Cheering for Two Teams

Title: Cheering for Two Teams
Date: May 15, 2008
Original Source: The On Deck Circle
Synopsis: With the Jays at their lowest point, I considered whether it was appropriate or not to cheer for an NL team as well.

Alright, it’s about time I finally get this down on bandwidth. I’ve only had this conversation a dozen times now. Yes, it’s about time I admit it.
I have two favorite baseball teams.

Before you get up in my grill about how I’m not a true fan of either then, or how I’m breaking one of the cardinal rules of being a male or being a sports fan, allow me to explain.

First, the sport we’re talking about here is baseball. I could never cheer for anyone but the Raptors in basketball and the Jaguars in football (unless, of course, there were huge fantasy implications). (And, I guess, the Leafs in hockey.)

But baseball? The Toronto Blue Jays? Is it really so wrong to have a second favorite team?

 More after the jump!
I contend, and am putting forth publically for the first time, that baseball fans everywhere should be allowed to have two favorite teams. Of course, there would be a few conditions.

1. They must be in different leagues.
This one should be obvious, and is the basis for my entire argument here. National League and American League teams generally operate so separately that this really isn’t a problem. To explain, AL and NL teams rarely play each other, except for interleague play and the World Series. Thus, unless it’s a strange year, you’re breaking Rule 2, or you’re extremely lucky (or bandwagon-ish), there will be no conflict of interest. That is, the Jays don’t have a rival in the NL and therefore rotate between NL teams in interleague play, have no geographic competition, and are probably not World Series bound anytime soon. Thus, there is absolutely no conflict of interest apparent in most cases if you cheer for one NL and one AL team.

Additionally, the league’s are just different enough that you can justify having two favorite teams on the grounds that the leagues are different, anyways. For example, I really like the National League style of play (no DH, larger managerial and strategic emphasis, etc) and feel I should get to cheer for a team playing in that situation. The no-DH rule, the pitcher’s batting, the double switch, and more all contribute to the difference between the leagues and make it so that cheering for two teams shouldn’t be a problem.

2. No geographic conflicts.
This one should be obvious, too, but probably isn’t. When selecting a second team, you can’t use the standard geographic criteria most use when first choosing a favorite team. This is because you’re more likely to face a closer team in interleague play, the teams are more likely to violate Rule 3, and because original fans of the other local team likely won’t accept you as a secondary fan of their team. The best examples are White Sox/Cubs and Mets/Yankees, though there are many instances throughout the league (Rays/Marlins probably not included).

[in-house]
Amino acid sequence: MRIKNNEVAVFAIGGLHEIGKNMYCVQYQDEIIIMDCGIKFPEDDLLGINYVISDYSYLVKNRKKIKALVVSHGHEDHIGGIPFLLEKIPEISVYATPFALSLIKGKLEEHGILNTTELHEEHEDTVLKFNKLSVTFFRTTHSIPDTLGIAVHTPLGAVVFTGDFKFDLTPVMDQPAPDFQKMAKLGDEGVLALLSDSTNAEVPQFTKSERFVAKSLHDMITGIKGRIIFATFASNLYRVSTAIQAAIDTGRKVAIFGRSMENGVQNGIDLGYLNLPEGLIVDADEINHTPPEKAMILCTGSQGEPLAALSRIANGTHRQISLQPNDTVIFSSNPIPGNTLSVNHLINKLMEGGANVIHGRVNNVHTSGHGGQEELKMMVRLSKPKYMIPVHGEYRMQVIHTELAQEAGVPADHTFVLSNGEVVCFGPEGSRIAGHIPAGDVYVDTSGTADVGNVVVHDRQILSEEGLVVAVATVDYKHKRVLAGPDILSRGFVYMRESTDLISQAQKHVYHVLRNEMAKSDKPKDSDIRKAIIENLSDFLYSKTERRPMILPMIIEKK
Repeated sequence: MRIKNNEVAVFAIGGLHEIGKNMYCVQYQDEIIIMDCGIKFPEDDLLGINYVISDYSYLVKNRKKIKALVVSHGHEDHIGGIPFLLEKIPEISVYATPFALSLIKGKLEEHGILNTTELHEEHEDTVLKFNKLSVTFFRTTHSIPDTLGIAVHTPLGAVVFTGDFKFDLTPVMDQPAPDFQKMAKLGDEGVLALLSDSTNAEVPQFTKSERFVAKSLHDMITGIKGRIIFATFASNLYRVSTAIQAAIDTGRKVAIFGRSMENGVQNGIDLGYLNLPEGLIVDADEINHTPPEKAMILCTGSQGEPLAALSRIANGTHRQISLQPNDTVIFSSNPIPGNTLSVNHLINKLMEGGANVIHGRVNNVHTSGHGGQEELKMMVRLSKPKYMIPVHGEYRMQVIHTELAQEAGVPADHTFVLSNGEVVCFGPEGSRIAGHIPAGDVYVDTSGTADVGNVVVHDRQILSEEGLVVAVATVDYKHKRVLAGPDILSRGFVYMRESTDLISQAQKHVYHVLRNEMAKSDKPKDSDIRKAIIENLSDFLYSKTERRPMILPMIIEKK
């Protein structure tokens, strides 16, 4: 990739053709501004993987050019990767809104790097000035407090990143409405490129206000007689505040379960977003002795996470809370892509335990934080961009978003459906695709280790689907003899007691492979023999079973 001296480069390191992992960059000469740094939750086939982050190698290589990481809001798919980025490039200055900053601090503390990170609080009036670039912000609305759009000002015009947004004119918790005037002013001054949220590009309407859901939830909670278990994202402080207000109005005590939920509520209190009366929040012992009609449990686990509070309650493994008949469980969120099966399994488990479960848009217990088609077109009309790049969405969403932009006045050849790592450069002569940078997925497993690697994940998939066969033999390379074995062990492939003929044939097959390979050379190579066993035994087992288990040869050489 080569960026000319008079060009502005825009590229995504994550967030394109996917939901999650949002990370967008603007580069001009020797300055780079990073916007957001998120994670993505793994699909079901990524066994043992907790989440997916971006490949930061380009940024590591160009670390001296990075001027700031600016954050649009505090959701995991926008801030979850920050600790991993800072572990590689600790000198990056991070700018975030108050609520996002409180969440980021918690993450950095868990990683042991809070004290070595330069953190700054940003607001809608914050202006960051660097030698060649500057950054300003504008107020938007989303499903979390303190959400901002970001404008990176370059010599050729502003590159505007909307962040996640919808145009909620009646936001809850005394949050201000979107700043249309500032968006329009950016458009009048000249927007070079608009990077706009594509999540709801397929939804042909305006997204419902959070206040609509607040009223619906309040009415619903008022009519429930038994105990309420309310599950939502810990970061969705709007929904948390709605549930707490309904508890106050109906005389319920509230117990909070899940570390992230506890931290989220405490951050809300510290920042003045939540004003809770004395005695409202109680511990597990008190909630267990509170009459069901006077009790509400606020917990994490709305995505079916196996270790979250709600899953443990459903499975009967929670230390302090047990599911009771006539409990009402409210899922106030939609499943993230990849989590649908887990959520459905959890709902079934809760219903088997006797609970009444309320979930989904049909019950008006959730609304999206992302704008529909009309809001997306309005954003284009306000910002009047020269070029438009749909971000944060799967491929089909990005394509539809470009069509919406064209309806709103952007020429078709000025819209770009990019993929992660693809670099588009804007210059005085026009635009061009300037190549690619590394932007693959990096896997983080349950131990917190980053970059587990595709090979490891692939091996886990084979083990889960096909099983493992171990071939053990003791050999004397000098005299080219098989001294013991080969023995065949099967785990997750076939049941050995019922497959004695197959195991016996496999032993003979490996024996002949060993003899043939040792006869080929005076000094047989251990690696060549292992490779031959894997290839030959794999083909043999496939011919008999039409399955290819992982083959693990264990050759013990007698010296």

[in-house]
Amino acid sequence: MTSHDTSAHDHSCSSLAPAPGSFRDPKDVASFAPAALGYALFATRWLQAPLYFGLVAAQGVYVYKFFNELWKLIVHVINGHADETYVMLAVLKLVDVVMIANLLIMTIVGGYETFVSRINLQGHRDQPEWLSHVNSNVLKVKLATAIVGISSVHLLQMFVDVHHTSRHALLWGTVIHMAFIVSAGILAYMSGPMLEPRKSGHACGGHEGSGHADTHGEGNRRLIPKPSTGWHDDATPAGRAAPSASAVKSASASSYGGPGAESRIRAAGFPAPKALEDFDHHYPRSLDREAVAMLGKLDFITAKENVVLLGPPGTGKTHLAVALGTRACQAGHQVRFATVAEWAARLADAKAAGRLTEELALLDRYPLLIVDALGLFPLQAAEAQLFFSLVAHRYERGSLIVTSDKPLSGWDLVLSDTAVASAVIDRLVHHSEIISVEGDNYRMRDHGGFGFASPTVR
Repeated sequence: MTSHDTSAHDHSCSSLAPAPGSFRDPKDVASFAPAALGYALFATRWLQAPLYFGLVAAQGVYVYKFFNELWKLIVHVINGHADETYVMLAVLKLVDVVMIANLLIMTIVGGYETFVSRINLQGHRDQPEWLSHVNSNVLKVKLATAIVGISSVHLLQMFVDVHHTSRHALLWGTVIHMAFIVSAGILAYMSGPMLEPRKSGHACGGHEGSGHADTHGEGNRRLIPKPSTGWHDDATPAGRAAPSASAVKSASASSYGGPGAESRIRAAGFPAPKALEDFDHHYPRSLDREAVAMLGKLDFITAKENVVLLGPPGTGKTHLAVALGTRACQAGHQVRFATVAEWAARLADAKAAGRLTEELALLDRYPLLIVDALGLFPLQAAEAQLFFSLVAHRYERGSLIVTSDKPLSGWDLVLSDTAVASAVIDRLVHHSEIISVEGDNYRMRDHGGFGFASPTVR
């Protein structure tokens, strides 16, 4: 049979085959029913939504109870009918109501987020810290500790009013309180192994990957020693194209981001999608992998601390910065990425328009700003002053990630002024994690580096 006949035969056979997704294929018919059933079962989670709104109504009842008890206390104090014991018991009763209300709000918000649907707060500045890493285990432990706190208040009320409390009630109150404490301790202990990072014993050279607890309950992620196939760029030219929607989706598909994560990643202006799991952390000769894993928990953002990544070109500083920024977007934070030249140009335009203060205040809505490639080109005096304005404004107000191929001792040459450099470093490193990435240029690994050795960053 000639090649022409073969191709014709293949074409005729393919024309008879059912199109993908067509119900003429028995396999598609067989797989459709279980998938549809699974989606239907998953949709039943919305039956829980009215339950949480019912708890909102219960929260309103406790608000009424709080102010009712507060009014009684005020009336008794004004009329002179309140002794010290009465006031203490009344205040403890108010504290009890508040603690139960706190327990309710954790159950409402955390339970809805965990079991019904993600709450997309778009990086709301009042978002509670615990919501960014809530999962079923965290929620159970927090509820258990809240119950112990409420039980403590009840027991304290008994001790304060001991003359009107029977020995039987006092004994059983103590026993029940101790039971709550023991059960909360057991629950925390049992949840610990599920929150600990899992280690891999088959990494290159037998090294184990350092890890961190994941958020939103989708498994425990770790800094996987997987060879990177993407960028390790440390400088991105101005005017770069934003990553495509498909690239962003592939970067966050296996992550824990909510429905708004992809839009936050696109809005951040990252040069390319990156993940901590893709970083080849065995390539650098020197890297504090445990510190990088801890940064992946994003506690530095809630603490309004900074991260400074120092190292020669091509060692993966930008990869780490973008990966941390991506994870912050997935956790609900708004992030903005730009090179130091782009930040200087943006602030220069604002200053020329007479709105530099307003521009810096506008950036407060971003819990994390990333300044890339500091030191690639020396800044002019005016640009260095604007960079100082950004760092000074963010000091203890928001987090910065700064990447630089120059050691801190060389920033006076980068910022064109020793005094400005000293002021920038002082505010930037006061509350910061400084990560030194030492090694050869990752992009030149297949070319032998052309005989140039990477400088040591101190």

3. No rivalry conflicts.
This is almost the same as Rule 2, but is extended so that you can’t cheer for teams with bad blood for each other. Pretty straight forward.

4. You must follow the teams as equally close as possible.
This is the toughest criteria, because it takes away the local media bias and information plethora. However, this rule is a good one in that it limits two-team-fans to those passionate enough about baseball to follow two teams and put in the due diligence. While you can get away with not checking the boxscore every day for either team, there is a serious onus on you to at least be able to name the starter at every position and name the whole rotation and closer (I’d even say the whole 25-man roster, but that’s probably too hardcore for most).

5. Given a head-to-head match-up, you must have a clear #1.
Even if afforded the opportunity to cheer for a second team, you must have one ultimate favorite. This may seem like it undermines the whole idea of having two favorite teams but let’s be real, you have to cheer for someone in the event you follow Rules 1 through 4 and the teams still face off. This really should be your original team but hey, maybe you’ll fall further in love with your second team, given the chance.

So, where does all of this take us? Those five rules really aren’t that stringent or strict, and having a second team to cheer for can really increase your enjoyment of the game of baseball. Not only does it give you extra games to watch and follow, it will also help your knowledge of the league as a whole (which is especially useful for fantasy baseball).

My stance is this – you can now consider me out of the closet. I have two favorite baseball teams. I follow the five rules appropriately, and the Jays will always be my number one true baseball love. But I do have a second favorite team, one in the National League that isn’t too close, the Jays have no rivalry with, and that I follow pretty closely. That team? Well, my close friends know, but that’s a decision that took some careful thinking…so much so that it’s being saved for an article another time.

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